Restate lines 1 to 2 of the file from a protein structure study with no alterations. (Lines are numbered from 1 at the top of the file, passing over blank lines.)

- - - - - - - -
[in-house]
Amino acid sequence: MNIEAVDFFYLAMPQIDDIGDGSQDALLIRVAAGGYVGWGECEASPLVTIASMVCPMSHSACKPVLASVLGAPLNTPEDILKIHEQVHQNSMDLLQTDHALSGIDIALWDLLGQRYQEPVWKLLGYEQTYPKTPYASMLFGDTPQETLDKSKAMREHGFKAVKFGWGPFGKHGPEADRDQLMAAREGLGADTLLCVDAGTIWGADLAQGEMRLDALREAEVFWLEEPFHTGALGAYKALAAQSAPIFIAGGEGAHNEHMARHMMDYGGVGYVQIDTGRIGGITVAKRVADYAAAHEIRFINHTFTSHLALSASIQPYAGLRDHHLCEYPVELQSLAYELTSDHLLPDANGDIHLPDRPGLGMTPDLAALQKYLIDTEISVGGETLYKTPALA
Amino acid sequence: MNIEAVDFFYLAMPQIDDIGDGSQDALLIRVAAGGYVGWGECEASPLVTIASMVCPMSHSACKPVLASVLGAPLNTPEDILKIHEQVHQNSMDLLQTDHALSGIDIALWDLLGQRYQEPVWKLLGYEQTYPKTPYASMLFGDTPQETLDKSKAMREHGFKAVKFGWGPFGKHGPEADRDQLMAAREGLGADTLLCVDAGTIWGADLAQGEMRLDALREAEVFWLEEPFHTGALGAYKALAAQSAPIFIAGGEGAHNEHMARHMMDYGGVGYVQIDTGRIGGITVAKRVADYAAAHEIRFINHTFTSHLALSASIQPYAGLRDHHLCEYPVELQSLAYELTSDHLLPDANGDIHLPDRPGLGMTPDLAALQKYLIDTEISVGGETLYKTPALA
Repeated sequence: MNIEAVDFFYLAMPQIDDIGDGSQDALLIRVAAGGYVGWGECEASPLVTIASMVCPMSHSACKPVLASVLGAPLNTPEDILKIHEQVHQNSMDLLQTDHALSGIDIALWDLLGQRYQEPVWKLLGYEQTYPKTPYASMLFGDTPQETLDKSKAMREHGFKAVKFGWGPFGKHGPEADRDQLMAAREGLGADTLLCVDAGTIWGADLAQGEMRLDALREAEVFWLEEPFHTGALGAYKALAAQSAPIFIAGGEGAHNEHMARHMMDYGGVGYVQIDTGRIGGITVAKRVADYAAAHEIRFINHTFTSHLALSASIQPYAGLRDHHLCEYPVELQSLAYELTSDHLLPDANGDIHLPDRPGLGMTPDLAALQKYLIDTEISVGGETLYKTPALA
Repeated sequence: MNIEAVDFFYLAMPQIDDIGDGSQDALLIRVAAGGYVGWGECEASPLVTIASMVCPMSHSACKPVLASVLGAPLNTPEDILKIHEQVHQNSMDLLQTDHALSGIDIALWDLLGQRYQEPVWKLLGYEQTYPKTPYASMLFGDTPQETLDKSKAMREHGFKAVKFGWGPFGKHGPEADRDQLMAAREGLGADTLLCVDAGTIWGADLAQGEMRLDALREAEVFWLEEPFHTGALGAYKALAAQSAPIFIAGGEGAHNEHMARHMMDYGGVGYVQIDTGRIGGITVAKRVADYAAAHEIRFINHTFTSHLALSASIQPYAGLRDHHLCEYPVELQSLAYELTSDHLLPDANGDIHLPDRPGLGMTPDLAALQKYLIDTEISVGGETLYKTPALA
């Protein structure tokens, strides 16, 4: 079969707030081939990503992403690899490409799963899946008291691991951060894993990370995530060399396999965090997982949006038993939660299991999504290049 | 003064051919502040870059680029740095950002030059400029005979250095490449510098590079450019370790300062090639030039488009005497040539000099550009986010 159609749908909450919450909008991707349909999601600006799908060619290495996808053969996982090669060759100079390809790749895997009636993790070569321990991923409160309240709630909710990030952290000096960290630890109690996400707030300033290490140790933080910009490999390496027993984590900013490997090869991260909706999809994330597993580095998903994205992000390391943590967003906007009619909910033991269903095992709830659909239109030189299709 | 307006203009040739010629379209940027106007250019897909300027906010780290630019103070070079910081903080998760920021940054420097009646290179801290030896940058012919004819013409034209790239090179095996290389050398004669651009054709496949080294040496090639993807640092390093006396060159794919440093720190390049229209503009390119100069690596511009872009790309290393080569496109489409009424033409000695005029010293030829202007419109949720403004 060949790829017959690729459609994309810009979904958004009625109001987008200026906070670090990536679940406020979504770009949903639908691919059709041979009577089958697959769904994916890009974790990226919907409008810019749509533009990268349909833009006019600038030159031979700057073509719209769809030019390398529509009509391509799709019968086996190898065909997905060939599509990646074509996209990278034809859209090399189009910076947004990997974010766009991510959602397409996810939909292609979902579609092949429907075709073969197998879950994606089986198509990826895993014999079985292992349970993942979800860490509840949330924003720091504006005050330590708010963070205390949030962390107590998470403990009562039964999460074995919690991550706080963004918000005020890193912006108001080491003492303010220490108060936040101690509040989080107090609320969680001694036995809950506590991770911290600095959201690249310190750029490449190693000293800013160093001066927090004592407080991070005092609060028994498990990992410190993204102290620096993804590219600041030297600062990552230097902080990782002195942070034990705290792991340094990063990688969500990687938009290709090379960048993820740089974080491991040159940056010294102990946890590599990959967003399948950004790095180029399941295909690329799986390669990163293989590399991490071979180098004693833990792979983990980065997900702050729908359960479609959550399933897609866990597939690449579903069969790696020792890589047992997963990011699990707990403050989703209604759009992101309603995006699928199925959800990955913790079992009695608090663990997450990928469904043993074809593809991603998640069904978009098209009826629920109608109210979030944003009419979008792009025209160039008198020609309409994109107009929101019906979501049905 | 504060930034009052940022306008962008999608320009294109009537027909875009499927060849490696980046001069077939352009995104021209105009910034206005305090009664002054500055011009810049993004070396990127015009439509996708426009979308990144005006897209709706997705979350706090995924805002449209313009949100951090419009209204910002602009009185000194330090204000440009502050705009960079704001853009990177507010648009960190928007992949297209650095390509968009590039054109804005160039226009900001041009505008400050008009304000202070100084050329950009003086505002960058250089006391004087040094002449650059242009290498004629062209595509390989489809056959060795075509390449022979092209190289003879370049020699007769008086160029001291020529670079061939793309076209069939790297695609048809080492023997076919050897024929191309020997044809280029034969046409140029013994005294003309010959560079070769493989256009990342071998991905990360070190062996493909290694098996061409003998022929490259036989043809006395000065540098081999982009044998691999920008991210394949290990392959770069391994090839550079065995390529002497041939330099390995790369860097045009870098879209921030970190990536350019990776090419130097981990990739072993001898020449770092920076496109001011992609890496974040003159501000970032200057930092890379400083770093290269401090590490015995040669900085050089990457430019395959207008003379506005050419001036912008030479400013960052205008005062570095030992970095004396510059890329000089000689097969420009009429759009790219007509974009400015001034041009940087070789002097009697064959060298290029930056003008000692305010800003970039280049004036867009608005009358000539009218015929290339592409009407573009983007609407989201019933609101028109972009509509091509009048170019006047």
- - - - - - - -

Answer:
[in-house]
Amino acid sequence: MNIEAVDFFYLAMPQIDDIGDGSQDALLIRVAAGGYVGWGECEASPLVTIASMVCPMSHSACKPVLASVLGAPLNTPEDILKIHEQVHQNSMDLLQTDHALSGIDIALWDLLGQRYQEPVWKLLGYEQTYPKTPYASMLFGDTPQETLDKSKAMREHGFKAVKFGWGPFGKHGPEADRDQLMAAREGLGADTLLCVDAGTIWGADLAQGEMRLDALREAEVFWLEEPFHTGALGAYKALAAQSAPIFIAGGEGAHNEHMARHMMDYGGVGYVQIDTGRIGGITVAKRVADYAAAHEIRFINHTFTSHLALSASIQPYAGLRDHHLCEYPVELQSLAYELTSDHLLPDANGDIHLPDRPGLGMTPDLAALQKYLIDTEISVGGETLYKTPALA